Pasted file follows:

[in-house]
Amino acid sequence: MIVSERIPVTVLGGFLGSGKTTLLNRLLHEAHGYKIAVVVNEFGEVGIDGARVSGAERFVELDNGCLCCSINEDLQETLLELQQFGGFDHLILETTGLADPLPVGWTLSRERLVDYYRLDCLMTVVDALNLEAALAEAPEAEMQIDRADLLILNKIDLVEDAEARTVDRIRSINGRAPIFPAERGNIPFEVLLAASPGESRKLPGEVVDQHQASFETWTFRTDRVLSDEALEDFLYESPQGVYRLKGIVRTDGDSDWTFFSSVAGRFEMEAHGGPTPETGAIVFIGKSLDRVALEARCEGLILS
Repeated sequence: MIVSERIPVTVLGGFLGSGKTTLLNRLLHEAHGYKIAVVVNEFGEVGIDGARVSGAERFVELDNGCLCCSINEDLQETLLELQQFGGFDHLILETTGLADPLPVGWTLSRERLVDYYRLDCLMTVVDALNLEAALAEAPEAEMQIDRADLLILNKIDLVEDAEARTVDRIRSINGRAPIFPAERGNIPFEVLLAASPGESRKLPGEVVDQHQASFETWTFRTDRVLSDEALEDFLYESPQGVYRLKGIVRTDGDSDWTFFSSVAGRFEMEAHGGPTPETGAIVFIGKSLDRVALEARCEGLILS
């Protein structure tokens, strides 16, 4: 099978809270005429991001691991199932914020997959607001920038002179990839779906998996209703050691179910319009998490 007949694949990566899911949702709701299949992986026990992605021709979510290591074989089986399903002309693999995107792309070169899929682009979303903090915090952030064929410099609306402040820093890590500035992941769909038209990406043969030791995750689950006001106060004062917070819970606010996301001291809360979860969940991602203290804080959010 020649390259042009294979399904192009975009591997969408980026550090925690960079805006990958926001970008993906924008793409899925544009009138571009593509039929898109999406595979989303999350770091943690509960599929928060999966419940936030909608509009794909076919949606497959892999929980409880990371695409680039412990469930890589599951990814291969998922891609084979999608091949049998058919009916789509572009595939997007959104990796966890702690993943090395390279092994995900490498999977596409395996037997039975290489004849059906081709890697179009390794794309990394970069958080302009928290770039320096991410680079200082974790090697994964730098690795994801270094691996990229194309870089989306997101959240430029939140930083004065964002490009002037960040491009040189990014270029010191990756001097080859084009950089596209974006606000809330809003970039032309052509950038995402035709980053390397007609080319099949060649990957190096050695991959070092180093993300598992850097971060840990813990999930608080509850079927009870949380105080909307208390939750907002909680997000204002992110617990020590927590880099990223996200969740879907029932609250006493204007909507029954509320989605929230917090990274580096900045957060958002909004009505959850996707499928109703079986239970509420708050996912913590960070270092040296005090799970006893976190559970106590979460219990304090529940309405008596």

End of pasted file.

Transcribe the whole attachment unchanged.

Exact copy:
[in-house]
Amino acid sequence: MIVSERIPVTVLGGFLGSGKTTLLNRLLHEAHGYKIAVVVNEFGEVGIDGARVSGAERFVELDNGCLCCSINEDLQETLLELQQFGGFDHLILETTGLADPLPVGWTLSRERLVDYYRLDCLMTVVDALNLEAALAEAPEAEMQIDRADLLILNKIDLVEDAEARTVDRIRSINGRAPIFPAERGNIPFEVLLAASPGESRKLPGEVVDQHQASFETWTFRTDRVLSDEALEDFLYESPQGVYRLKGIVRTDGDSDWTFFSSVAGRFEMEAHGGPTPETGAIVFIGKSLDRVALEARCEGLILS
Repeated sequence: MIVSERIPVTVLGGFLGSGKTTLLNRLLHEAHGYKIAVVVNEFGEVGIDGARVSGAERFVELDNGCLCCSINEDLQETLLELQQFGGFDHLILETTGLADPLPVGWTLSRERLVDYYRLDCLMTVVDALNLEAALAEAPEAEMQIDRADLLILNKIDLVEDAEARTVDRIRSINGRAPIFPAERGNIPFEVLLAASPGESRKLPGEVVDQHQASFETWTFRTDRVLSDEALEDFLYESPQGVYRLKGIVRTDGDSDWTFFSSVAGRFEMEAHGGPTPETGAIVFIGKSLDRVALEARCEGLILS
């Protein structure tokens, strides 16, 4: 099978809270005429991001691991199932914020997959607001920038002179990839779906998996209703050691179910319009998490 007949694949990566899911949702709701299949992986026990992605021709979510290591074989089986399903002309693999995107792309070169899929682009979303903090915090952030064929410099609306402040820093890590500035992941769909038209990406043969030791995750689950006001106060004062917070819970606010996301001291809360979860969940991602203290804080959010 020649390259042009294979399904192009975009591997969408980026550090925690960079805006990958926001970008993906924008793409899925544009009138571009593509039929898109999406595979989303999350770091943690509960599929928060999966419940936030909608509009794909076919949606497959892999929980409880990371695409680039412990469930890589599951990814291969998922891609084979999608091949049998058919009916789509572009595939997007959104990796966890702690993943090395390279092994995900490498999977596409395996037997039975290489004849059906081709890697179009390794794309990394970069958080302009928290770039320096991410680079200082974790090697994964730098690795994801270094691996990229194309870089989306997101959240430029939140930083004065964002490009002037960040491009040189990014270029010191990756001097080859084009950089596209974006606000809330809003970039032309052509950038995402035709980053390397007609080319099949060649990957190096050695991959070092180093993300598992850097971060840990813990999930608080509850079927009870949380105080909307208390939750907002909680997000204002992110617990020590927590880099990223996200969740879907029932609250006493204007909507029954509320989605929230917090990274580096900045957060958002909004009505959850996707499928109703079986239970509420708050996912913590960070270092040296005090799970006893976190559970106590979460219990304090529940309405008596």